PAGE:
Good 17-IV

Losin’ The Race.

Two against three now. Better than one v two, but actually not as good as one v three in some situations. See, two on three is a straight-up fight, and the numbers advantage works exactly how you'd expect it to, most of the time. But if you're one against three, it's hard for all of them to attack you at once, and it gives you more opportunities to use them against each other. Plus, you don't have to worry about cutting loose, whereas they have to avoid hitting each other. Sadly, this wasn't that, so we'd have to make do.

Edith collapsed into her salt form and shot towards us, as the goon on her left reached down to the ground. I lost sight of him as Tide and I threw myself to either side, but I didn't need to see him to know what he was doing. Occam, the Cabal’s one-trick-iest one-trick-pony. He could form super-sharp blades out of any solid surface, but apart from the edge, they were just swords, and he wasn't actually that great at wielding them. Junction, the other one, made unstable portals that only lasted a second at most. I didn't know what happened if it shut off while something was halfway through, but I was pretty sure it wasn't anything pleasant. Together, they made a pretty odd pair of picks for Edith to bring along as backup. If she'd just been expecting me, Strongarm would've made the most sense, and maybe that forcefield guy?

I rolled onto my feet, spinning around so I could see both Edith where she'd reformed slightly behind us, and the other two goons at the same time. Tide did the same, significantly more gracefully, then immediately slapped a hand on the ground to produce a fast-moving wave at about knee-height. I used the distraction it provided to hop back over it and place myself firmly by her side. She specialised in wide, sweeping attacks, and I didn't want her having to worry about hitting me.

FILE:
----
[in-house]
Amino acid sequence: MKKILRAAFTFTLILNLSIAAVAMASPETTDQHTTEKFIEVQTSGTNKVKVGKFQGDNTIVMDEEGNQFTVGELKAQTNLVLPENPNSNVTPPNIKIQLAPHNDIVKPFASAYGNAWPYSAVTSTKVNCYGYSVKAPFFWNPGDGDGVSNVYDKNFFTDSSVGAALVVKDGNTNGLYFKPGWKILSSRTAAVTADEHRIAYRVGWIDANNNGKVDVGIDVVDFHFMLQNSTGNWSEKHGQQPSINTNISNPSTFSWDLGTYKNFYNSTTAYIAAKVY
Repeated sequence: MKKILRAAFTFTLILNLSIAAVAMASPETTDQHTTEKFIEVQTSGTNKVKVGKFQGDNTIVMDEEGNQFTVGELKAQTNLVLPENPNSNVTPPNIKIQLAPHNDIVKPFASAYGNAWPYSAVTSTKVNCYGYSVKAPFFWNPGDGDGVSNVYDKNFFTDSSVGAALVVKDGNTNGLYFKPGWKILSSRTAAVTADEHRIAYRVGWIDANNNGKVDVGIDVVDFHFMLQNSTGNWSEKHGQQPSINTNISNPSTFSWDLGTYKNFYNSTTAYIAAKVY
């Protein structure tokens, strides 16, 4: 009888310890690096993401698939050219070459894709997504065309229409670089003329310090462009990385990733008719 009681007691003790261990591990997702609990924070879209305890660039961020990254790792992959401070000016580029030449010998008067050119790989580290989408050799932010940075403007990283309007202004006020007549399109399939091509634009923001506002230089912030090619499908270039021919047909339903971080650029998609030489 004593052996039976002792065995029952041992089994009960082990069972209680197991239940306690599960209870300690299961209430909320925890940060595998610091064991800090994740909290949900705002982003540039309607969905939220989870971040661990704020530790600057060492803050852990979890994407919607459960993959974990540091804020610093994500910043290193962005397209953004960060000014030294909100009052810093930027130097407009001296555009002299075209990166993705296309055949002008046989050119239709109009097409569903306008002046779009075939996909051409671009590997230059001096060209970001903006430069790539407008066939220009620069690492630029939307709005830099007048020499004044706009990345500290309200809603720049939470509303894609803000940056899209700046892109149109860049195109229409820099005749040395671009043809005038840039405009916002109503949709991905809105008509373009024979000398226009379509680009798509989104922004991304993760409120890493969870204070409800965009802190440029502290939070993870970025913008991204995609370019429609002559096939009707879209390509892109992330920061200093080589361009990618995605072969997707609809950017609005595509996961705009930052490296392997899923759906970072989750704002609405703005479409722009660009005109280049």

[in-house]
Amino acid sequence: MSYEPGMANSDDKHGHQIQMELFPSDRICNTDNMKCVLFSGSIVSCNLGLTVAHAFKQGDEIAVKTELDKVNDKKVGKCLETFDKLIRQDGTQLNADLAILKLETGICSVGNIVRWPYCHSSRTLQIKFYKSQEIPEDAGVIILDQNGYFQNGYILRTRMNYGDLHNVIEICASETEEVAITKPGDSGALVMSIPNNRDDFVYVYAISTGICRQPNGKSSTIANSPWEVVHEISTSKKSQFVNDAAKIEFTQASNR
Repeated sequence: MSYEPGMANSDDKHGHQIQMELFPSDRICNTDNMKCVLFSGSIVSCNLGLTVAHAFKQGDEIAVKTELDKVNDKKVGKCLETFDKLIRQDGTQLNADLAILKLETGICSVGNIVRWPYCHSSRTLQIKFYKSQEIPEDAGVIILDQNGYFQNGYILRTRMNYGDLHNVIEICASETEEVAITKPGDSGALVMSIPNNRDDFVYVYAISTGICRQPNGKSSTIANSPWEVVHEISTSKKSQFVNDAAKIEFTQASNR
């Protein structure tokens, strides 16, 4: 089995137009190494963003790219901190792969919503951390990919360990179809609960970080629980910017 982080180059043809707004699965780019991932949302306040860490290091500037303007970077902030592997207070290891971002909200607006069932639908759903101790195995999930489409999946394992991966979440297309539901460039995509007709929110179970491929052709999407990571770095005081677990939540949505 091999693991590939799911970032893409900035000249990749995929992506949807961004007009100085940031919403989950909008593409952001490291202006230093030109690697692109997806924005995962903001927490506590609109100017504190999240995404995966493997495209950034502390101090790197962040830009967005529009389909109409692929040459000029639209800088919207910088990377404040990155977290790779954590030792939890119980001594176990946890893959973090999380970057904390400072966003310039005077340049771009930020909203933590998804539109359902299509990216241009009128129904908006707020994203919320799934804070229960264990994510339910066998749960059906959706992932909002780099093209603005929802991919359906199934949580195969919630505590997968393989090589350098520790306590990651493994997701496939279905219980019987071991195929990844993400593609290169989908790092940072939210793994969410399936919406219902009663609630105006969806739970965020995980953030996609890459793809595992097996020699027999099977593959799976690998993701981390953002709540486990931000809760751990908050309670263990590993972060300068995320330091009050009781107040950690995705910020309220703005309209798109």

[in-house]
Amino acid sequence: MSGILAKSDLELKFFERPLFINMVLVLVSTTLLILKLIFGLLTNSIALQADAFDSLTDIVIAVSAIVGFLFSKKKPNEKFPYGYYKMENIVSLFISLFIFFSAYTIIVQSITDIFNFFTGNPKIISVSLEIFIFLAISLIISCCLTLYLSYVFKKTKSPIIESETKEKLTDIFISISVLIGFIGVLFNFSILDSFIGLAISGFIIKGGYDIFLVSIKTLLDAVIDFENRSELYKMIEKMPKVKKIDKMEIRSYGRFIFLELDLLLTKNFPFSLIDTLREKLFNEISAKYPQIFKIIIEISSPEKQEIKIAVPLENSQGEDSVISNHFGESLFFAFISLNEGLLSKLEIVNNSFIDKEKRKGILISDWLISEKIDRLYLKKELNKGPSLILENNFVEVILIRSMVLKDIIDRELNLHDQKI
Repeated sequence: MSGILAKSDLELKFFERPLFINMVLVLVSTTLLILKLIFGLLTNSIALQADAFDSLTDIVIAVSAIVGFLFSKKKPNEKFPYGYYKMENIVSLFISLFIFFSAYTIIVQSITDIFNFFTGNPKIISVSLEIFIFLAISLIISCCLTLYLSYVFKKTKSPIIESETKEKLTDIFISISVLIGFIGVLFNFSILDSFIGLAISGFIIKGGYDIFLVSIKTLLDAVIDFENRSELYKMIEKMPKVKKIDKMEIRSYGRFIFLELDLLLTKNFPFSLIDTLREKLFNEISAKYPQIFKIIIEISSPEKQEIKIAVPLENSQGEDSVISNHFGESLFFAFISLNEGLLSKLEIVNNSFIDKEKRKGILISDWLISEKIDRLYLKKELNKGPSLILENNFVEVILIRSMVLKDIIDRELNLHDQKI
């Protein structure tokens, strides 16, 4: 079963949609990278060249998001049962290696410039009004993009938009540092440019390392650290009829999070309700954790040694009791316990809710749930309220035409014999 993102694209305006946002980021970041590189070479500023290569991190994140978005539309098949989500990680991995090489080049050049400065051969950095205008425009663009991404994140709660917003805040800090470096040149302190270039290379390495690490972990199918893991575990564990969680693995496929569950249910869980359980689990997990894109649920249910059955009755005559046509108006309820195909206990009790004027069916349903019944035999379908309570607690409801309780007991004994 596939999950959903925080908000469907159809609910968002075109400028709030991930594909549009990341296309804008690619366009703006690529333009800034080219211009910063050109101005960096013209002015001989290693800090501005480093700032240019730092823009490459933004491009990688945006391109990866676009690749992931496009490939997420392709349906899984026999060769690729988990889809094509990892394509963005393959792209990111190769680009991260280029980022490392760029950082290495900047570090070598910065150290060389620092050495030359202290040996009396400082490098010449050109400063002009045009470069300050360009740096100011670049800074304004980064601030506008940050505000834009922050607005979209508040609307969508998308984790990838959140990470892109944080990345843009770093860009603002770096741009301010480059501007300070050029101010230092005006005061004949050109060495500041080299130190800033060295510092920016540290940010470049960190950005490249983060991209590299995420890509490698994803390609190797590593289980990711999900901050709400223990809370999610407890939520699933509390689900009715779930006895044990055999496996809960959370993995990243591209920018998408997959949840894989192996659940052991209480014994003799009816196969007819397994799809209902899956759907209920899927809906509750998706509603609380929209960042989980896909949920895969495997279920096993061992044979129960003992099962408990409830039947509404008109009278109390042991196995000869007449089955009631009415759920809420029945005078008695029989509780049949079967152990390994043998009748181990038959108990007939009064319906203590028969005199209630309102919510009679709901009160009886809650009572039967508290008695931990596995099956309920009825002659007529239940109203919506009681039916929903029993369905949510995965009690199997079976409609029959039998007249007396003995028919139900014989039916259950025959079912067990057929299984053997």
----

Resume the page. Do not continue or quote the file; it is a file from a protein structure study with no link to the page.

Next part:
“How's your power?” she asked me under her breath as Occam charged at us, concrete blade in each hand.

He swung at me, and I caught his arm at the wrist and flipped him to the ground, narrowly avoiding getting nicked by the other sword. Tide kicked out at him, creating a smaller wave that picked him up and threw him into Junction’s legs as he charged at us. “Not great,” I replied. “Two or three good ones.”

“Great,” she said, then grabbed me by the waist and threw us to the side with another wave as Edith whirled towards us. “Run?”

“Run,” I confirmed, glancing at the Cabalists as the wave deposited us basically back where we'd started. “Also,” I raised a hand to my ear and activated my radio, “any and all Outliers, situation’s gone quite south. Backup would be appreciated.” The air brushing across the back of my neck shifted slightly, and I ducked forward, resting one hand on the ground for support as I kicked backwards. It caught Junction square in the torso as he stepped out of one of his portals, and sent him staggering backwards.

“Still too scared to face me on your own?” Edith called to me dismissively. “Calling in your bodyguards.”

I stared at her. “See, that makes even less sense than it did before, and it didn't make sense then! You literally just summoned your goons!”